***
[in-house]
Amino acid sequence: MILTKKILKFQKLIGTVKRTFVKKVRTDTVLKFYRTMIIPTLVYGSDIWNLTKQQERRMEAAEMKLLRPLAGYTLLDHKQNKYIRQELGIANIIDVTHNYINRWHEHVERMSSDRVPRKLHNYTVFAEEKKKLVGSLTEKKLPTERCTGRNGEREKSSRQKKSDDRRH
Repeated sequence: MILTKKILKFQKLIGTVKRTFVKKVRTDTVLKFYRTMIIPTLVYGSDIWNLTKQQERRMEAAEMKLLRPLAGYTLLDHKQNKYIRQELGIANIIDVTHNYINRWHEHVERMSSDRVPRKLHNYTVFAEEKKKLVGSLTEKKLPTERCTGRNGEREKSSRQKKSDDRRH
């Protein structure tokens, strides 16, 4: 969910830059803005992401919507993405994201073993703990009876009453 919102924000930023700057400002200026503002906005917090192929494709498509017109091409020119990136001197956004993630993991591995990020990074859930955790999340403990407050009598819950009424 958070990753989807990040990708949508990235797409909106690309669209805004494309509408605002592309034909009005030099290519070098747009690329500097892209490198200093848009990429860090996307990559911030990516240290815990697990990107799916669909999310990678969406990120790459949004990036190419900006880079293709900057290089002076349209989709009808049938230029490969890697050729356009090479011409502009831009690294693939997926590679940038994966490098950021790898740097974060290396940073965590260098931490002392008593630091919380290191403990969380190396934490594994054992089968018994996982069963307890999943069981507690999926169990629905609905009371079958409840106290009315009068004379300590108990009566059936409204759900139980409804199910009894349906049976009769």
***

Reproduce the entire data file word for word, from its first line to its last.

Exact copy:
[in-house]
Amino acid sequence: MILTKKILKFQKLIGTVKRTFVKKVRTDTVLKFYRTMIIPTLVYGSDIWNLTKQQERRMEAAEMKLLRPLAGYTLLDHKQNKYIRQELGIANIIDVTHNYINRWHEHVERMSSDRVPRKLHNYTVFAEEKKKLVGSLTEKKLPTERCTGRNGEREKSSRQKKSDDRRH
Repeated sequence: MILTKKILKFQKLIGTVKRTFVKKVRTDTVLKFYRTMIIPTLVYGSDIWNLTKQQERRMEAAEMKLLRPLAGYTLLDHKQNKYIRQELGIANIIDVTHNYINRWHEHVERMSSDRVPRKLHNYTVFAEEKKKLVGSLTEKKLPTERCTGRNGEREKSSRQKKSDDRRH
């Protein structure tokens, strides 16, 4: 969910830059803005992401919507993405994201073993703990009876009453 919102924000930023700057400002200026503002906005917090192929494709498509017109091409020119990136001197956004993630993991591995990020990074859930955790999340403990407050009598819950009424 958070990753989807990040990708949508990235797409909106690309669209805004494309509408605002592309034909009005030099290519070098747009690329500097892209490198200093848009990429860090996307990559911030990516240290815990697990990107799916669909999310990678969406990120790459949004990036190419900006880079293709900057290089002076349209989709009808049938230029490969890697050729356009090479011409502009831009690294693939997926590679940038994966490098950021790898740097974060290396940073965590260098931490002392008593630091919380290191403990969380190396934490594994054992089968018994996982069963307890999943069981507690999926169990629905609905009371079958409840106290009315009068004379300590108990009566059936409204759900139980409804199910009894349906049976009769």